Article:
Joburg water crisis: Small businesses, old age homes use drums, bottles of water to get by

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  • Residents, businesses and old age homes are trying to find ways to survive amid water outages in parts of Gauteng. 
  • People in Ormonde, Johannesburg have used the refilling five-litre bottles, relying on water tankers, using disposable plates or cups, and turning to boreholes as some water sources.
  • But for a local laundry service, there are few alternatives.

As if load shedding isn't enough of a challenge, small businesses and old age homes in Johannesburg have to get by with little or no water amid outages in parts of Gauteng.

In Ormonde, reactive plans include filling up drums and five-litre bottles with water that can be used to flush toilets, queuing to fetch water from boreholes, or relying on roaming mobile water tankers for water that can be used for cooking, drinking, cleaning and bathing.

A Mochachos manager, Hassen Cassim, said he drives 15km from the restaurant to his home, which has water, so that he can get 200 litres for the eatery and its neighbours.

His efforts helped to "relieve some pressure in the restaurant... [and it] helped clean the floors and keep the place clean".

In addition, the restaurant uses disposable plates and cups for customers who choose to eat in.

On Monday afternoon, he said, the restaurant experienced water pressure issues, and by Tuesday, they had no water at all.

He said:

This is where customers come to enjoy their meal, but because there is no water available, it hampers our business.

"We need water to produce food, clean and mop the place and clean the oven that we use to make some of the food. At times, we can't serve customers with plates and glasses because we need water to wash them," he said.

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With the water tankers promised by Johannesburg Water, residents from the retirement home could get access to water on Wednesday.

It's not the first time the area has faced a water crisis.

"During Covid-19 times, we had a pipe issue that burst, which left us without water for 48 hours, and even then, we still had to re-adjust...

"But the biggest trouble always comes when a customer needs to use the bathroom, which we cannot allow because we can't flush the toilets," he said.

READ | Joburg water crisis: Two public hospitals struggling, residents fuming as reservoirs run dry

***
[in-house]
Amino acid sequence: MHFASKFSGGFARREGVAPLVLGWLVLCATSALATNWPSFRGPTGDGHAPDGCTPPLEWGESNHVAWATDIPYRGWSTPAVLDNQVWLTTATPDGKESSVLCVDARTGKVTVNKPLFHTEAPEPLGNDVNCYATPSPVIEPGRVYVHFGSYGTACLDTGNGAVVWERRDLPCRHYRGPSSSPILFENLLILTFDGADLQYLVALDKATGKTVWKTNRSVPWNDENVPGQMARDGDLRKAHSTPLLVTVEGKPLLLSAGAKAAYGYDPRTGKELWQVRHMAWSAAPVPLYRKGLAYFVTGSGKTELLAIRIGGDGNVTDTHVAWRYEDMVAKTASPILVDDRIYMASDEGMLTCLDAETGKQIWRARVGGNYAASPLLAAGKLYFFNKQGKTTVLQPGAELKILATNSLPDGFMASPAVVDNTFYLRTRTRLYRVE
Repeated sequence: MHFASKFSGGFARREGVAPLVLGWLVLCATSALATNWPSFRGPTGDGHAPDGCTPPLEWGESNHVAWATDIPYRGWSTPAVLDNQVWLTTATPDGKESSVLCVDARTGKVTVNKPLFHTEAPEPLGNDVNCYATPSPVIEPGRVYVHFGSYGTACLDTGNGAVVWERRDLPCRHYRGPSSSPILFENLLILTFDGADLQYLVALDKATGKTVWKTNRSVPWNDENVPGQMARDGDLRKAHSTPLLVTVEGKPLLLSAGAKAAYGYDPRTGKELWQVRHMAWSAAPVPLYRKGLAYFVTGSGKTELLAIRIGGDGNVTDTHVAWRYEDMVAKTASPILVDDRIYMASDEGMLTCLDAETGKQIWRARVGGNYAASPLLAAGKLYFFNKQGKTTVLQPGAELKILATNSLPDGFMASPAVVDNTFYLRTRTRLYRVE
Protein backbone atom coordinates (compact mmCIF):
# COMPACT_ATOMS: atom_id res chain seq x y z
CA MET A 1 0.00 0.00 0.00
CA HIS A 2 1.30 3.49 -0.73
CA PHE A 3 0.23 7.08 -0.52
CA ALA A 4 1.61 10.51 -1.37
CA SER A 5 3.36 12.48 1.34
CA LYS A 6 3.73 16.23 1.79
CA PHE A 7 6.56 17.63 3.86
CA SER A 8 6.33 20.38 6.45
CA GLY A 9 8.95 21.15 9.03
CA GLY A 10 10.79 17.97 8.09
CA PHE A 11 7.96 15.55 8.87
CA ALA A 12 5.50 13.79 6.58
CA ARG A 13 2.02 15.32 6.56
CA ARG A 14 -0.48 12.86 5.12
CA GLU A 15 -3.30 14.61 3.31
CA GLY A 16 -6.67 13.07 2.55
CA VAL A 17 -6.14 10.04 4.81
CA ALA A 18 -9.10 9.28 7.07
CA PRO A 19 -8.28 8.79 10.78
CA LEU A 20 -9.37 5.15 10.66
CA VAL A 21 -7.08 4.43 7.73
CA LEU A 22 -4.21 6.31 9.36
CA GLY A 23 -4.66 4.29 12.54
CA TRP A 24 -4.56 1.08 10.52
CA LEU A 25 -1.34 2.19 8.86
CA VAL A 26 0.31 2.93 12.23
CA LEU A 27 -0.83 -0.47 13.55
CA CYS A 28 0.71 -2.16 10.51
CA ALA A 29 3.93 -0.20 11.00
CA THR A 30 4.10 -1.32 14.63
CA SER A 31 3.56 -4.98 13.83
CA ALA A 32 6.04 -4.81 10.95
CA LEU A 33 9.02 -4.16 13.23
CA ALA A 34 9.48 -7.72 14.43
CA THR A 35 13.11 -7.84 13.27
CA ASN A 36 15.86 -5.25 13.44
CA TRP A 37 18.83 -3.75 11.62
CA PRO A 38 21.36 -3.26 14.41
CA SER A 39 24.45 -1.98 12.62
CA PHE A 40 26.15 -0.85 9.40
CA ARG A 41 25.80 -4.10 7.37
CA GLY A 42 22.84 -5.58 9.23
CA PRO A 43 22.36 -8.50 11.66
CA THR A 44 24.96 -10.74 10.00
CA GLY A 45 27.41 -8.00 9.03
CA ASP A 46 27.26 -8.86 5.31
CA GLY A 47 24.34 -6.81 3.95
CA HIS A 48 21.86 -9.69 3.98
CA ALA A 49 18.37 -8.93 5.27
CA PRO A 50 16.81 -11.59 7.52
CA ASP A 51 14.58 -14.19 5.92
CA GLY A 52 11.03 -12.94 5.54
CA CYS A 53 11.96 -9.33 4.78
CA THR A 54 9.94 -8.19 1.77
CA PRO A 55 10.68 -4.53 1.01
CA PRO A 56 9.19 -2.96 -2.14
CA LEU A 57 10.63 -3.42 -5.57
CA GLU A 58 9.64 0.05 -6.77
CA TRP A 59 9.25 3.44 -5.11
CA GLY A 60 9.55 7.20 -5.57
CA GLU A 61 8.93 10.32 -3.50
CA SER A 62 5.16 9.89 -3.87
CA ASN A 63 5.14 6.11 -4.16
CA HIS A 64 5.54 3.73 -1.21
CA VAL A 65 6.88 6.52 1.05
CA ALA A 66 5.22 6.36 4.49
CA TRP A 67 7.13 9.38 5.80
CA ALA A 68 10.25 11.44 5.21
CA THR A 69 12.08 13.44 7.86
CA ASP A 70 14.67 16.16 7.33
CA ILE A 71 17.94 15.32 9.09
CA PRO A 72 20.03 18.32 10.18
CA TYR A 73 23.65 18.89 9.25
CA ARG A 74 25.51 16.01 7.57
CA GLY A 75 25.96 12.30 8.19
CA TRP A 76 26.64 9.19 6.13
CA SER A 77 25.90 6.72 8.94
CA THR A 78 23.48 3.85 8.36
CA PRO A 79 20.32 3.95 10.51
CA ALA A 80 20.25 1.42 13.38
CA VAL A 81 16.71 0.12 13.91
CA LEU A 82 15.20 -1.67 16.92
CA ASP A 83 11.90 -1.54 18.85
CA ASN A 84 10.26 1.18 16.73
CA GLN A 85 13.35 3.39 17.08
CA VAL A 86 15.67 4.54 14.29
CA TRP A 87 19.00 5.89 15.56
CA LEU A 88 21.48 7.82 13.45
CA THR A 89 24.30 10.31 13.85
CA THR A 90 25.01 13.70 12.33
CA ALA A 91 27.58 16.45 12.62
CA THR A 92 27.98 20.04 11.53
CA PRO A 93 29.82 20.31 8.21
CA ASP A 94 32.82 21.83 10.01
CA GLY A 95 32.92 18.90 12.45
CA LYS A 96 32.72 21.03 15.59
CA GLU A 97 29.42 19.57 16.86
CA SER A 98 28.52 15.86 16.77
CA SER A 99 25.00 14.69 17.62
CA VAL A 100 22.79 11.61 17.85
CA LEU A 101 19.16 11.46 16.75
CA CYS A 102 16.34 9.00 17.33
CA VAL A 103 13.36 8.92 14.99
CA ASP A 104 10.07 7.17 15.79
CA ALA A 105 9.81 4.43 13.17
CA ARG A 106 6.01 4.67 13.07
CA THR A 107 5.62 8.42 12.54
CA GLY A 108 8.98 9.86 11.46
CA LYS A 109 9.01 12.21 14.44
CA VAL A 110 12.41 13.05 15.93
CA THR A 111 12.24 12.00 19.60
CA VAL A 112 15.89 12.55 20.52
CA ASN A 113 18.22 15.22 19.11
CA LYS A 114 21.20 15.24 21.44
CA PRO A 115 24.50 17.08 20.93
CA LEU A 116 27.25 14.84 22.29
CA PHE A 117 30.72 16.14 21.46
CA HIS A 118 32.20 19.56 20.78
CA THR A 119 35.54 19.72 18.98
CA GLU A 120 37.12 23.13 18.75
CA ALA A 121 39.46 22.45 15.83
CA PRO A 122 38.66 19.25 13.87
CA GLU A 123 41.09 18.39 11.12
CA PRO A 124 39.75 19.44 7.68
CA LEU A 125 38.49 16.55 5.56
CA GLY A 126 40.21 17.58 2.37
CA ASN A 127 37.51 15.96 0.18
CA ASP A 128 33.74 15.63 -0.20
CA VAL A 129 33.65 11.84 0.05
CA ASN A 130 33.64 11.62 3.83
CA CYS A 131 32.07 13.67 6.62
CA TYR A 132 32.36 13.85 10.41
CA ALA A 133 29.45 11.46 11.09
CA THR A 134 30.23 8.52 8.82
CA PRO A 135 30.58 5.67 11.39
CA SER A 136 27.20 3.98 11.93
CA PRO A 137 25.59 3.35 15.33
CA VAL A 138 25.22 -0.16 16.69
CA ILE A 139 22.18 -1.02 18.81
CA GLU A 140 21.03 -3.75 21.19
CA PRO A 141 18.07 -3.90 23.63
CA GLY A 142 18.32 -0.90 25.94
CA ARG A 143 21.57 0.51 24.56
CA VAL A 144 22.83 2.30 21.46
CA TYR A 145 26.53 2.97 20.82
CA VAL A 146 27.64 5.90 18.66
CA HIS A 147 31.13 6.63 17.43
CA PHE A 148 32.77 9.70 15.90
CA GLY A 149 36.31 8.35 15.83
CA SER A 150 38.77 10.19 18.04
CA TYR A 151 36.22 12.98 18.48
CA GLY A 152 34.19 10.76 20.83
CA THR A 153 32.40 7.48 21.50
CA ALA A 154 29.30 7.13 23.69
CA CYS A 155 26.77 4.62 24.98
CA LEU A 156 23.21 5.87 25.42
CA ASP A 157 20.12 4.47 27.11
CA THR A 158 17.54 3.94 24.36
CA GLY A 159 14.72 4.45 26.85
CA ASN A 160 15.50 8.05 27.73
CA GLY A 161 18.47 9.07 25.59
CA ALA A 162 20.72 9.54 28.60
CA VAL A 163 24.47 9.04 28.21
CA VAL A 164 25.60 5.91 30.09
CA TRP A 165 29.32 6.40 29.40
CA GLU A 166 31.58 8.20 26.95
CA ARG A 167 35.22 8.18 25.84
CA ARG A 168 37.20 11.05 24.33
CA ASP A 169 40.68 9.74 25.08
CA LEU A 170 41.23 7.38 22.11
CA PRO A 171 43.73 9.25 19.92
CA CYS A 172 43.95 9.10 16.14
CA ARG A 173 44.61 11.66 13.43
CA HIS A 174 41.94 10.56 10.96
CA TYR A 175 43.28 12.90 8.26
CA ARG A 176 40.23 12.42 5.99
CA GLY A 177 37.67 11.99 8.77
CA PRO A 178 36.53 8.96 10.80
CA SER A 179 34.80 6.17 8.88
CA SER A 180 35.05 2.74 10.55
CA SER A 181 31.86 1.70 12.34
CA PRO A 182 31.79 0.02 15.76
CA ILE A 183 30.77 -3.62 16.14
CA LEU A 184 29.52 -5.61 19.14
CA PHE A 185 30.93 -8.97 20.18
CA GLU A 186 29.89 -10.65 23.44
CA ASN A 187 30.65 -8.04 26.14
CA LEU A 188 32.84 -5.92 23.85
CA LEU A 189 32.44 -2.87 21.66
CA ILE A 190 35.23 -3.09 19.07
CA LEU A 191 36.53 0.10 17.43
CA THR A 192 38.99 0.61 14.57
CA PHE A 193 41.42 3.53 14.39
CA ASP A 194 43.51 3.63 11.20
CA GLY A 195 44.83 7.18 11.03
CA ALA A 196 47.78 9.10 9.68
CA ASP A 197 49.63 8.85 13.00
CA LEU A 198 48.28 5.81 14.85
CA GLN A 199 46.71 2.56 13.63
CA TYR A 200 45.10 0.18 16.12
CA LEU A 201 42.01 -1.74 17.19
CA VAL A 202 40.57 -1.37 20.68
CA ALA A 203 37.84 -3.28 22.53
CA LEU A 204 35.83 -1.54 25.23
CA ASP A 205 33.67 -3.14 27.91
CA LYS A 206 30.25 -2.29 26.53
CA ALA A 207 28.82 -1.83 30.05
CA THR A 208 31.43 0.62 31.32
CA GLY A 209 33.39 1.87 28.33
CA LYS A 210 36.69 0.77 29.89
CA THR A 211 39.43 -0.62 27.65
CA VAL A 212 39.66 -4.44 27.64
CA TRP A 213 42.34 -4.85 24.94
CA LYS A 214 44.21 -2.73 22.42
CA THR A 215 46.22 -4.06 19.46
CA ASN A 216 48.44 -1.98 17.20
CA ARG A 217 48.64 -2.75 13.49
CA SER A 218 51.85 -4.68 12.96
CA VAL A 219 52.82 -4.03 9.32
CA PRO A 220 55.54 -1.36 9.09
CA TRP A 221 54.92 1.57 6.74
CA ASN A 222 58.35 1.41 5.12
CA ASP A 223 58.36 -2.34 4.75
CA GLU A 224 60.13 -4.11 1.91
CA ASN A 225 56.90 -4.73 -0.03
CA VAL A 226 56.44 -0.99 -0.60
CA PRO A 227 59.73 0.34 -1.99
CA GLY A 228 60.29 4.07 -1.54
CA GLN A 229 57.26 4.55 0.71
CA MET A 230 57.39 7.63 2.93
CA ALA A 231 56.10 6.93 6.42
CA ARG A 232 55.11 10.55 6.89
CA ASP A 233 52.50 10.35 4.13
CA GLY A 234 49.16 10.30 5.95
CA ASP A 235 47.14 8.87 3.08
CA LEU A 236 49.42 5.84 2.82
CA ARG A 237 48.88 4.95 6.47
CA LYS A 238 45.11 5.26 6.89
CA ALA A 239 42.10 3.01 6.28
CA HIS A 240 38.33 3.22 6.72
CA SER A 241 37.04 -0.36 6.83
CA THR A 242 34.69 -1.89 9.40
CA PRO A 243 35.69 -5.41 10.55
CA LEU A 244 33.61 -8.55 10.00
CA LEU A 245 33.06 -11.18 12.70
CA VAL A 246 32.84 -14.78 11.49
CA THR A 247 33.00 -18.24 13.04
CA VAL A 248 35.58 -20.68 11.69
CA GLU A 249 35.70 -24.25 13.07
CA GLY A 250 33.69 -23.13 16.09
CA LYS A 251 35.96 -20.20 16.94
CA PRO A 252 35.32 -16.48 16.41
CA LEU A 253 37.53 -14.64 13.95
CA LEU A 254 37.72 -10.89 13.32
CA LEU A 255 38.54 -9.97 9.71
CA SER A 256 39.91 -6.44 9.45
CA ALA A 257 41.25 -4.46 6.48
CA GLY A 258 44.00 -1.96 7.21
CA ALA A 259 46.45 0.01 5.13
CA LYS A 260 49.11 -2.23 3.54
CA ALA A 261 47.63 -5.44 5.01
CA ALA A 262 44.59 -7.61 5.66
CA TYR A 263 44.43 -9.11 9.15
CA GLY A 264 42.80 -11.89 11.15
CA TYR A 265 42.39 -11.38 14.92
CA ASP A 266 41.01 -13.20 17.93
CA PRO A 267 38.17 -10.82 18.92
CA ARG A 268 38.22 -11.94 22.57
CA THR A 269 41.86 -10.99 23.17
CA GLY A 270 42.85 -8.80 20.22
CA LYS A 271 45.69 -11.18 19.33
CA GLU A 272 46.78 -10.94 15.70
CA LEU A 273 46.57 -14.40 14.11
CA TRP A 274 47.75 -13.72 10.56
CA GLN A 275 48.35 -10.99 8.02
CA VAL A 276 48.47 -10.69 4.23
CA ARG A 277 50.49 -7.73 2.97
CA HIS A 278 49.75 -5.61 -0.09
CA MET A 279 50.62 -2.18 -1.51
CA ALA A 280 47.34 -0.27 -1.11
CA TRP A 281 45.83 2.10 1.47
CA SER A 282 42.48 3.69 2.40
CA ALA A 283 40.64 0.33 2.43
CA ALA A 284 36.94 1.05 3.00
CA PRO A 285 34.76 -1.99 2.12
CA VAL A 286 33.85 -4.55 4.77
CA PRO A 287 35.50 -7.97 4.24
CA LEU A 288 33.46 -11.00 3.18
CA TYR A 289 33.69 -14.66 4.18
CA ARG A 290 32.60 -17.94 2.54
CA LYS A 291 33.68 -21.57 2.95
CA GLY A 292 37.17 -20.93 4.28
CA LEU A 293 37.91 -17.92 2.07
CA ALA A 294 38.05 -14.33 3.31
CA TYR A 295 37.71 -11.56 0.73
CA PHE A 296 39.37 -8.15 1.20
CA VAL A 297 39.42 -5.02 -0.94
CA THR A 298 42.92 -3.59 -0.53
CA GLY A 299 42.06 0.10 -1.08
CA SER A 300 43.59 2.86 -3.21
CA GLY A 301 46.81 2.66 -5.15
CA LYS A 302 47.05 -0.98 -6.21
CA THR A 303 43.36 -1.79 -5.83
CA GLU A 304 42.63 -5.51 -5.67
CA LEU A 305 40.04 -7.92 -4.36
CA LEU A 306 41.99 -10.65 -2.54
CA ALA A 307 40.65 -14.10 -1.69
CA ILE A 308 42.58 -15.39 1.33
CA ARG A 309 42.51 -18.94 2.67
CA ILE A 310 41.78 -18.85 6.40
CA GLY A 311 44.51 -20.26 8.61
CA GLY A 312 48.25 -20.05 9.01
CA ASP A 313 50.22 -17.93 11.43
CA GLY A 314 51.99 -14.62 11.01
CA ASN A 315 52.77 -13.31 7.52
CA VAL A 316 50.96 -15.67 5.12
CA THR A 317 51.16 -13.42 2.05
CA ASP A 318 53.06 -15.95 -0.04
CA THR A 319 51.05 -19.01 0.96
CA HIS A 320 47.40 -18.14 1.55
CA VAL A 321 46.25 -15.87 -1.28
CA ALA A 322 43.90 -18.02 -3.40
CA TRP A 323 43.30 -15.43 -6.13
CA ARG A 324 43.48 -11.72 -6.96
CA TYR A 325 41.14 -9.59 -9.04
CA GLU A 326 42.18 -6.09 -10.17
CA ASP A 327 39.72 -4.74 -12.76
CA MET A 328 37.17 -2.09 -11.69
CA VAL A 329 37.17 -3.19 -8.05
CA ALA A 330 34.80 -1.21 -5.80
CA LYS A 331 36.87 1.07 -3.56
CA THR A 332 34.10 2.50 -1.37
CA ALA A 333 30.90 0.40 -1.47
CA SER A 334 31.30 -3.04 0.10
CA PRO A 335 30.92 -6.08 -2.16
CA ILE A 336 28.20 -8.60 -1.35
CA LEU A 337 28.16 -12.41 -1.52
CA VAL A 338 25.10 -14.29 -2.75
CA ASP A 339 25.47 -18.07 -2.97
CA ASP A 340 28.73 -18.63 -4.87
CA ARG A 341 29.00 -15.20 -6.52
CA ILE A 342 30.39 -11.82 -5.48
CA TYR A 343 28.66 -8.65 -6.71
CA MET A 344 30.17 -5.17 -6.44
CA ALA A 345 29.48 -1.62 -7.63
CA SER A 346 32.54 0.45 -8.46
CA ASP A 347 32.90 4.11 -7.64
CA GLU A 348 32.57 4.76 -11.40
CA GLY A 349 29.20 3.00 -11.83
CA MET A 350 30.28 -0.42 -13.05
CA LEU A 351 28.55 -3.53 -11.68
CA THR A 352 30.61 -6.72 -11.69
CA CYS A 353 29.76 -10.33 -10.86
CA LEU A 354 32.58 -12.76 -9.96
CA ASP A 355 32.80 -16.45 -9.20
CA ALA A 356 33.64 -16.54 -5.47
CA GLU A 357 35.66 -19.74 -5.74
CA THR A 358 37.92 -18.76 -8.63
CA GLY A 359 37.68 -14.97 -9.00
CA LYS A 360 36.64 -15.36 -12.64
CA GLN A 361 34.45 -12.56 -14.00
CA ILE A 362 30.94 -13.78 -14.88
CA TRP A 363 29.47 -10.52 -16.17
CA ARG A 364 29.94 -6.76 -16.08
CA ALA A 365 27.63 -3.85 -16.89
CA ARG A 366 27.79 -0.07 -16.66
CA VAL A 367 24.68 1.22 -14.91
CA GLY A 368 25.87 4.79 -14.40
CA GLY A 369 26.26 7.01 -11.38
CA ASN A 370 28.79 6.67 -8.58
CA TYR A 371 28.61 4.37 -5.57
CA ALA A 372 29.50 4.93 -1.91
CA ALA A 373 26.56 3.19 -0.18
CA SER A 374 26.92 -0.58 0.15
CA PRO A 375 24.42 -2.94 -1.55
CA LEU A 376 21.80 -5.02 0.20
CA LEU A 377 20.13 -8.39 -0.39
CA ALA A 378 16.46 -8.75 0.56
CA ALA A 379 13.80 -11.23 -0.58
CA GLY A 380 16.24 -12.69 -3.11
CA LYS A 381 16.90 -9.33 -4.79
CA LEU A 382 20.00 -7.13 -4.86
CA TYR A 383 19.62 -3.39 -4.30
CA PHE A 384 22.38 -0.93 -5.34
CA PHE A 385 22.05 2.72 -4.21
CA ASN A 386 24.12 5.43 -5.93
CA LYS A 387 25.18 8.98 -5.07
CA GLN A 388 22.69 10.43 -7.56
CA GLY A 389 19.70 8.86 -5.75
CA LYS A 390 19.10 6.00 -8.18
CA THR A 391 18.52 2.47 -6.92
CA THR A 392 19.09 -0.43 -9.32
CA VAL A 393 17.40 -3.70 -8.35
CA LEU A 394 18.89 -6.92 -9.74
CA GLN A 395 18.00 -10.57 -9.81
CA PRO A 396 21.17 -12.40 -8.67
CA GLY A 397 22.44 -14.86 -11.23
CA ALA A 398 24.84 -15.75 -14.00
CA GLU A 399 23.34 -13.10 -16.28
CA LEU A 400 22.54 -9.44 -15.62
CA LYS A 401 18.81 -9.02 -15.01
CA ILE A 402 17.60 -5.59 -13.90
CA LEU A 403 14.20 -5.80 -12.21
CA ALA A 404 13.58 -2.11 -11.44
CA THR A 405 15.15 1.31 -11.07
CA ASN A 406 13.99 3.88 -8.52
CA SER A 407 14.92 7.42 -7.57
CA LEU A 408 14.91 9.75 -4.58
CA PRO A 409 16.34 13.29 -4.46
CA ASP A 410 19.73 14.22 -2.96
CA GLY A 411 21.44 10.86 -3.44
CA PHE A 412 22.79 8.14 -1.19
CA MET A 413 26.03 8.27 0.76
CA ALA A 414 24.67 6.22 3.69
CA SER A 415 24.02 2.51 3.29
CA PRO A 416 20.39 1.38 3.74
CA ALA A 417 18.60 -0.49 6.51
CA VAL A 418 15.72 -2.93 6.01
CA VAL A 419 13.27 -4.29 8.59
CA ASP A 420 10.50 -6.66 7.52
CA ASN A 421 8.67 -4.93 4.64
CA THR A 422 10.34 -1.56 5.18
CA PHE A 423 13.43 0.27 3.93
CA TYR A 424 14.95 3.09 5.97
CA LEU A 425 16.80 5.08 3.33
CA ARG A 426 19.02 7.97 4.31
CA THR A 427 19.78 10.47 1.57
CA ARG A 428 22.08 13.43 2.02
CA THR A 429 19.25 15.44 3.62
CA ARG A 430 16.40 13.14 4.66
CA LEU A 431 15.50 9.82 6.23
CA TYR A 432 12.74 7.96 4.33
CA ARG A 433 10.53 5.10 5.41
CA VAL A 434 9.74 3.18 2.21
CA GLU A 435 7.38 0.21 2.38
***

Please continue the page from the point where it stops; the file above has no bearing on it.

Cassim said he is forced to consider lasting alternatives, like he did with load shedding.

"When load shedding started, we as businesspeople had to invest in generators as alternative power solutions to keep us operational. Now with if there is going to be water shedding, we have to look at water alternatives like JoJo tanks, water pumps or even boreholes," he added

"There is a borehole at the mosque, just across the road from the restaurant, where most people go when there is no water. Yesterday (Wednesday) the line was long as people came with buckets to fill up water," he said.


An employee at the Nissan car dealership in Ormonde, which has a borehole, said it has been functional for more than two years and has been open for residents in the area who need it.

"We always knew that this moment would come, so we spent a lot of money drilling the borehole and putting filtration systems into it, and since then, we have not been affected, and we have been able to help community members who come fetch water here.

"People in the area know we have a borehole, so when they have challenges with water, they come here to fill up their buckets, and we do not charge them at all," the employee, who refused to be named, said.

On Wednesday, Johannesburg Water released a statement to say that a temporary alternative water supply source would be at Crown Gardens.

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Residents queuing in line to fetch water from a tank inside Crown Gardens Clinic.
News24 Alfonso Nqunjana, News24
water
Despite the country enduring its most intensive load shedding year, Gauteng sees itself in another downtime with a water crisis plaguing the province intermittently for the past two weeks.
News24 Alfonso Nqunjana, News24

Annie Burger retirement village in Crown Gardens has been without water since the weekend.

"We are old people. Someone came today to bring water, but when you run out, you must take your bucket, refill water and carry it.

"Some people can't manage because they're frail. But the tanker came around at 12:00 today, so we were able to refill our buckets, which has also helped for washing up and flushing the toilet," one resident, Ranjeni Odayar, said.

The 74-year-old woman, who has trouble breathing after she contracted Covid-19, said it was a difficult time.

She felt there was no one to complain to and that politicians came and went without honouring their promises.

"My grandson brought me 10 litres of water from their house, and I have been using that for cooking and drinking.

"Sometime back when we also had problems with water, I collected five-litre water bottles, which I have since filled up with water and left outside, covered. I have been using [it] to flush the toilet. So, I can say I have prepared myself for this." 

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Residents in Crown Gardens queuing in line outside Cassim's house from 06:00 to fetch borehole water.

For laundromats, the situation is even direr.

Babi Vahed, the owner of Housekeeping on Crownwood laundry service, said: "Closing shop is not an option. So, we keep our doors open but without water, we cannot do our turnaround time like we used to because there are loads in the queue."

Johannesburg Mayor Sello Dada Morero conducted site inspections at reservoirs and towers on Thursday morning.



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